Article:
Like job growth, earning potential can be limited when compared to the private sector.
This is especially the case for those requiring extensive experience and education.
Since every government position earns step-based, pre-determined salaries, there is little opportunity to receive bonus compensation or negotiate.
The scale is based on the cost of living location and government rank.
6. Seniority is King
Since the state government is a hierarchical organization, opportunities and promotions are most commonly based on those who have served the longest, not those who are most qualified or best equipped for the position.
Having a focus on seniority versus capability often frustrated new employees who are used to promotions and advancements based on merit.
The government advances those with longer service based on the thought that they have the most experience, which automatically makes them most suitable for higher levels.
The pay scale is also solely based on time in the state government, not personal achievement or contribution.
7. Slow to Change
Another downside of bureaucracy is the state government is incredibly slow to change.
Even the smallest organizational change is incredibly time-consuming and requires a seemingly endless number of signoffs throughout the department.
Most ideas require several layers of assessment and conversation before even starting the change process, which can impact the effectiveness and efficiency of your work, depending on your government position.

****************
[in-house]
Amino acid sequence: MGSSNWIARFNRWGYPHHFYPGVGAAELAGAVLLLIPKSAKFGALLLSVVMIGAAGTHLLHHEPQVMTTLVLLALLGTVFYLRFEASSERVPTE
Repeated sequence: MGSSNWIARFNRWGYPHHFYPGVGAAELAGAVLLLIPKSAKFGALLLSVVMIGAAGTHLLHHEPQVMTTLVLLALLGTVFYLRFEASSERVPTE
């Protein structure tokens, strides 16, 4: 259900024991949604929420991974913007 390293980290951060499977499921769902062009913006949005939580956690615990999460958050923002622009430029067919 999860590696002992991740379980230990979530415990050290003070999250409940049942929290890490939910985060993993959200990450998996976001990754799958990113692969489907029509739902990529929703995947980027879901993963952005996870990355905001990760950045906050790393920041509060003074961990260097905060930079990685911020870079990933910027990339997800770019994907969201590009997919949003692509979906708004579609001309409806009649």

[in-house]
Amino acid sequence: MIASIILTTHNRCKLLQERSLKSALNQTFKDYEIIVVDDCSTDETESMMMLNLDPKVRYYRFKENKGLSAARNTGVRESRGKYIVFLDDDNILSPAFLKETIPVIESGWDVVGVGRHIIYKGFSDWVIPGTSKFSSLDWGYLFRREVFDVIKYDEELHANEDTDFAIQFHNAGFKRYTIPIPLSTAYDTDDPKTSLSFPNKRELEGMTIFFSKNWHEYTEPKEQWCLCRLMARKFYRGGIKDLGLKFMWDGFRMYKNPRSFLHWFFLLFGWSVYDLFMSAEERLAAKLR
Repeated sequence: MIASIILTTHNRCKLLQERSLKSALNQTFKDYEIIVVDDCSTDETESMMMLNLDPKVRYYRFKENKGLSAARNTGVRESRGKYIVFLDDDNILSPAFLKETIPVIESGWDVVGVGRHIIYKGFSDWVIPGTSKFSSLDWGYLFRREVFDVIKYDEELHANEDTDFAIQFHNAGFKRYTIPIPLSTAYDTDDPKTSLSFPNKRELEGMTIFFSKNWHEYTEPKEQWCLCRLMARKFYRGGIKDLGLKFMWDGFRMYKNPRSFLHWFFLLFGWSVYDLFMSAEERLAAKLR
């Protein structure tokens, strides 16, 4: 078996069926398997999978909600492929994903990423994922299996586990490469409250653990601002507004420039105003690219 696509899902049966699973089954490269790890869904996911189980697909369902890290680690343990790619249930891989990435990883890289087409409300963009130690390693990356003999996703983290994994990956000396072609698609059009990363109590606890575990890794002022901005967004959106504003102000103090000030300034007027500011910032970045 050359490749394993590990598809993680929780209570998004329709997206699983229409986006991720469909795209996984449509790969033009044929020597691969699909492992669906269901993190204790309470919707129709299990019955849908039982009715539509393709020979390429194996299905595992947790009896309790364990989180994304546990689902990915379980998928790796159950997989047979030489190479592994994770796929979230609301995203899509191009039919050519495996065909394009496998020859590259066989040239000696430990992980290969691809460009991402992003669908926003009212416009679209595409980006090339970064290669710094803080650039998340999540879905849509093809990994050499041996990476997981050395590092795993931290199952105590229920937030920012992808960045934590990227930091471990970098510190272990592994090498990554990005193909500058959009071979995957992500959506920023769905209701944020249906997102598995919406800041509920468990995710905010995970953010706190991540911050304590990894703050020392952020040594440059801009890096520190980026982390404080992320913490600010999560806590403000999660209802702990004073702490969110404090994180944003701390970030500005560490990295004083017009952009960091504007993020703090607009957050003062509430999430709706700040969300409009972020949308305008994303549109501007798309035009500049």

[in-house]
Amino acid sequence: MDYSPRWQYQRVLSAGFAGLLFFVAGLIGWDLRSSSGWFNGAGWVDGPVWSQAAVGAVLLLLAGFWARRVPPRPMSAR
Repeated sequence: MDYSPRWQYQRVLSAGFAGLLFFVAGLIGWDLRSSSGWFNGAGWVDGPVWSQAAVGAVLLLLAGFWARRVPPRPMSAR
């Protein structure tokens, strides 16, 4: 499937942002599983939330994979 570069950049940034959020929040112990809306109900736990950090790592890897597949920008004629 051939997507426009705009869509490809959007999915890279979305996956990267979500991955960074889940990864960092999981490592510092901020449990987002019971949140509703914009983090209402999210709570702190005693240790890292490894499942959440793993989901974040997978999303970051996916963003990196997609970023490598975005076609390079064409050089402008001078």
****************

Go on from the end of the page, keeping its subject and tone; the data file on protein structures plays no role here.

These slow-moving changes can be maddening to those who like to do the work, get the sign-off, and move on to the next improvement.
Pros and Cons of Working for State Government – Summary Table
|Pros of Working for State Government||Cons of Working for State Government|
|1. Can Have Good Work-Life Balance||1. Can Have Limited Political Impact|
|2. Good Pay||2. Deep Bureaucracy|
|3. Insurance||3. Lack of Growth|
|4. Meaningful Work||4. Lengthy Hiring Process|
|5. Retirement Benefits||5. Limited Compensation|
|6. Stability||6. Seniority is King|
|7. Student Loan Repayment||7. Slow to Change|
Should You Work for State Government?
Working for the state government requires you to perform a specific series of duties or tasks that may be related to the government’s operation, or could be part of a series of supporting functions.
Determining whether to enter the public or private sector is a difficult decision, depending on what you want to get out of your career.
On the one hand, you have some of the best job security in the world with excellent health benefits and pension.
Many positions have the opportunity for a great work-life balance, which is not always the case in the private sector.
Furthermore, you are working for the betterment of society, which can make you feel great at the end of every day.
On the other hand, the bureaucracy can be crippling to any project or program you are trying to implement.
Also, you could be a superstar in your role and advance at the same pace as someone who is barely doing your job.
The choice can be difficult, but government jobs are plentiful, so it may be a great place to start your career and build a foundation before moving to the private sector!